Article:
Author Topic: Howls  (Read 2008 times)

Offline d4rko

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« on: November 05, 2015, 10:33:03 PM »

Werewolves' howls are their most powerful and evocative means of expression. By howling, Garou may condense enormous amounts of information into a few notes. Mastering the howls is the life's work of a Galliard.

Quote from: Werewolf: The Apocalypse
A werewolf howl is not an inarticulate cry — it can communicate a great deal of information. Many howls incorporate the Garou language, although not all of them are as “high-falutin’” as the High Tongue. Just as every Philodox studies the Litany, any Galliard should be wellversed in all the common howls. Given the regional “accents” from sept to sept, an attentive Galliard might even be able to recognize a performer’s tribe or auspice, or possibly part of his personality. Optionally, a Storyteller may allow a Galliard skilled in expression or performance to convey further information.

Anthem of War
Ahroun muster their septmates to war with this battle cry. Moon Dancers use it to rally them when their morale is waning. The howl can convey where the enemy is, approximately how many are attacking and how soon reinforcements are needed.

Call for Succor
One pack member may use this howl to summon his comrades if he is in great danger. Some find it embarrassing, since it sounds like a puppy's bark for his mother. An expressive howl may include sensory impressions of what danger is near.

Call to Hunt
A long low ululation informs the pack of the position of it's prey. When done properly, it may also identify what the prey is, describe it's wounds or even coordinate the tactics of the pack that's hunting it.

Chant of Challenge
This howl begins very much like the Howl of Introduction, but it is quickly contrasted by a horrible mockery of an enemy's deeds, ancestry and odious personal habits. The Fianna not only invented this howl as a method of initiating duels, but also further elevated it to a satirical art form. Everyone hearing the chant can discern exactly why the challenge is taking place.

Cry of Elation
In the heat of battle, young heroes may think themselves almost invincible, and they may attempt ridiculous feats of courage that no sane werewolf would attempt. The cry basically means, "Look at me!" or (as some elders put it), "Watch me do something incredibly stupid!" With enough expression, it may also convey who should get out of the way, what four or five objects are going to be used, where they will be inserted in the victim and the pack's healer should ready her mystic Gifts if the attempt fails.

Curse of the Ignominy
This howl is a horrible, discordant snarling whine used to insult violators of the Litany. As more werewolves lend their voices to the whine, it becomes increasingly painful. The strain on a listener does not usually subside until he joins in the cry. Garou who have fallen into disfavor are the subjected to this cacophony. The sounds convey a mocking account of a villain's failures and shortcomings. An entire sept can memorize all of the excruciating details by sharing in the chant.

Dirge for the Fallen
This dirge is a somber low-pitched howl used as a requiem for the honored dead. It's length depends on the status of the fallen. An attentive listener can learn which participants are hurt the most by this tragedy, and he may even gather brief images of the hero's deeds, rather like the memories after a great eulogy.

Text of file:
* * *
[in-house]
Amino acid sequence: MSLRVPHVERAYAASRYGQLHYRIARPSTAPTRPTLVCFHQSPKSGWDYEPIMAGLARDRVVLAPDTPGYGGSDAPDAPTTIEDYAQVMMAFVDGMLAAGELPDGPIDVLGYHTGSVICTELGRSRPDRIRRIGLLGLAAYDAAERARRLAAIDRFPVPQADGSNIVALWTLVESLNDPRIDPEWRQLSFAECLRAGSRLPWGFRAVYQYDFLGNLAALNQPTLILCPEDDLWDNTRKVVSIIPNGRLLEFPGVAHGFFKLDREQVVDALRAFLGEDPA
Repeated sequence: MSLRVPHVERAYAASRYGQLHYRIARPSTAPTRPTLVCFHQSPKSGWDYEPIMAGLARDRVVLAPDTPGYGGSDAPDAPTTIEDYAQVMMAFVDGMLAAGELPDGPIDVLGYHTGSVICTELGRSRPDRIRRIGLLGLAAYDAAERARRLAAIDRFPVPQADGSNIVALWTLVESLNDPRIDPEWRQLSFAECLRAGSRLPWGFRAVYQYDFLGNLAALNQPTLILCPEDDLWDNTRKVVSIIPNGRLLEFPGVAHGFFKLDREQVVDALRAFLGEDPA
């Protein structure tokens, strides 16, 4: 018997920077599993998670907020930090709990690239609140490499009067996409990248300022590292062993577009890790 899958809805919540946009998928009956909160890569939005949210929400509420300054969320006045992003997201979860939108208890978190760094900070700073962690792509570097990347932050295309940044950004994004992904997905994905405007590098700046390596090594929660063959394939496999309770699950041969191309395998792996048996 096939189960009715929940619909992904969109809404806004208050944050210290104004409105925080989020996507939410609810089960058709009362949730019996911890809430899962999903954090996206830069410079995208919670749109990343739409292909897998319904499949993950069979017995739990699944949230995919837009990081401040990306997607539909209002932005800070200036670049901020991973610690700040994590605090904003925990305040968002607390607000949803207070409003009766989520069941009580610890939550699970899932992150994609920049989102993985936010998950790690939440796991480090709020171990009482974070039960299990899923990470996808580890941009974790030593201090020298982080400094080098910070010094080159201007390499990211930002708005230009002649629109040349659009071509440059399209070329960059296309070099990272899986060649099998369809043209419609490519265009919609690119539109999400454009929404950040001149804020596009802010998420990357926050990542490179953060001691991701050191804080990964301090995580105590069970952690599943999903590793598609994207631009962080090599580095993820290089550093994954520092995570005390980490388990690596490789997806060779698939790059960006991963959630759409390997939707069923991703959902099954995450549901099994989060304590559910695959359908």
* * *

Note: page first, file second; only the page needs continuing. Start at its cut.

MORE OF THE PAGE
Howl of Introduction
The Litany commands werewolves to respect the territory of others, this howl is the result. It details a garou's breed, tribe and auspice. Some werewolves include parts of their lineage. The Howl of Introduction may even include a sensory impression of why a visitor is worthy of attention.

Snarl of Precedence
This short violent outburst is directed against a chosen foe, and it usually means, "You're mine, punk." Packs use these snarls to coordinate their tactics, establishing who is attacking whom. A higher-ranking Garou does not have to recognize this howl - and he even has the right to 'steal the kill' from a lesser werewolf - but most react to a well-executed snarl.

Song of Mockery
A Ragabash can take any other howl and twist it into something perverted and infuriating. Shadow Lords and cocky Ahroun are common victims of well-timed mockery. An undeniably insulting gesture, it's the musical equivalent of "the finger." If done properly, the recipient can be taunted into attacking or just losing his composure altogether.

Wail of Foreboding
Whenever danger approaches, this sound is the general cry of distress. The Anthem of War alerts werewolves of an attack, but the Wail of Foreboding is typically used for natural disasters, unusual phenomenon in the Umbra or anything strange that bears further investigation. A practiced Galliard can give impressions of what the danger may be, but such sensations are usually cryptic or contradictory.

Warning of the Wyrm's Approach
A sharp pitched howl followed by a series of brief staccato bursts, announces the presence of the Wyrm's minions. If a scout can scent the true form of these creatures, he may be able to describe it. All who hear the howl can see and feel the foulness that surrounds them.

Symphony of the Abyss (Black Spiral Dancer howl)
The Garou's greatest enemies, the Black Spiral Dancers, unleash an insane, reverberating whine as they stalk their prey. Victims who listen too closely can identify the fate that lies in store for them. Even those who don't are usually terrified.

Source: Werewolf Apocalypse 20th Anniversary Edition.
« Last Edit: May 24, 2016, 03:16:52 PM by d4rko »